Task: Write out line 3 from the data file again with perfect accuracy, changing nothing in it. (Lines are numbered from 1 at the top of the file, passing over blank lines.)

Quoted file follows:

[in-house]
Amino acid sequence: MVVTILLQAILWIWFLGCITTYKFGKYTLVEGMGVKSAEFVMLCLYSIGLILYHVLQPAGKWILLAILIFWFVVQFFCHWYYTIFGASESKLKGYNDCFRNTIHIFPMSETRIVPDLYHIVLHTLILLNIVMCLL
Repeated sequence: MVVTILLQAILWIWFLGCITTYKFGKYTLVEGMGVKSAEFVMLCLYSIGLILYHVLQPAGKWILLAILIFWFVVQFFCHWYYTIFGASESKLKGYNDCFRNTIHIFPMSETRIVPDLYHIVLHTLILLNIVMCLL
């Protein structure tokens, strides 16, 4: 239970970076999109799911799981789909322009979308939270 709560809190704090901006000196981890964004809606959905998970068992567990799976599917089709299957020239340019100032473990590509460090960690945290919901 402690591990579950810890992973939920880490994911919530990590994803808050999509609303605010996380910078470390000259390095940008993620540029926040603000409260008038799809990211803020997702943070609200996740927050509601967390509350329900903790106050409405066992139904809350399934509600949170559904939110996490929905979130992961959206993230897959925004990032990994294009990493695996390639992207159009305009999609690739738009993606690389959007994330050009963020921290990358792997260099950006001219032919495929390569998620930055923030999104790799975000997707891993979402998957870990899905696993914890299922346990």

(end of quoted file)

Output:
Repeated sequence: MVVTILLQAILWIWFLGCITTYKFGKYTLVEGMGVKSAEFVMLCLYSIGLILYHVLQPAGKWILLAILIFWFVVQFFCHWYYTIFGASESKLKGYNDCFRNTIHIFPMSETRIVPDLYHIVLHTLILLNIVMCLL